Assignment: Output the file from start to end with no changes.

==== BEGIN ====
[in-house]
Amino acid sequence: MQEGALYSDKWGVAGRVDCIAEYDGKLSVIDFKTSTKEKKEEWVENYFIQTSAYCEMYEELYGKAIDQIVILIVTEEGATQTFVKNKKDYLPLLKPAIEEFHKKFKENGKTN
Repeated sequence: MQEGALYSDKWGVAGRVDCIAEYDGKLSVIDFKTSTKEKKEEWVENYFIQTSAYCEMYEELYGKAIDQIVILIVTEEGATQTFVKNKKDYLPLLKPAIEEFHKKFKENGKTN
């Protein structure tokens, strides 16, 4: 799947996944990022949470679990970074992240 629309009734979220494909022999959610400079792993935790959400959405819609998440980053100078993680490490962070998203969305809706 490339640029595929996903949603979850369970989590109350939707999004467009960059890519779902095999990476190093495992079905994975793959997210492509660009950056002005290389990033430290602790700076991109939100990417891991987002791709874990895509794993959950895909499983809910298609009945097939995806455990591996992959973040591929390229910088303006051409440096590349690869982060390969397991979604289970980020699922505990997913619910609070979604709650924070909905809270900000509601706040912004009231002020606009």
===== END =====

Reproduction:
[in-house]
Amino acid sequence: MQEGALYSDKWGVAGRVDCIAEYDGKLSVIDFKTSTKEKKEEWVENYFIQTSAYCEMYEELYGKAIDQIVILIVTEEGATQTFVKNKKDYLPLLKPAIEEFHKKFKENGKTN
Repeated sequence: MQEGALYSDKWGVAGRVDCIAEYDGKLSVIDFKTSTKEKKEEWVENYFIQTSAYCEMYEELYGKAIDQIVILIVTEEGATQTFVKNKKDYLPLLKPAIEEFHKKFKENGKTN
């Protein structure tokens, strides 16, 4: 799947996944990022949470679990970074992240 629309009734979220494909022999959610400079792993935790959400959405819609998440980053100078993680490490962070998203969305809706 490339640029595929996903949603979850369970989590109350939707999004467009960059890519779902095999990476190093495992079905994975793959997210492509660009950056002005290389990033430290602790700076991109939100990417891991987002791709874990895509794993959950895909499983809910298609009945097939995806455990591996992959973040591929390229910088303006051409440096590349690869982060390969397991979604289970980020699922505990997913619910609070979604709650924070909905809270900000509601706040912004009231002020606009």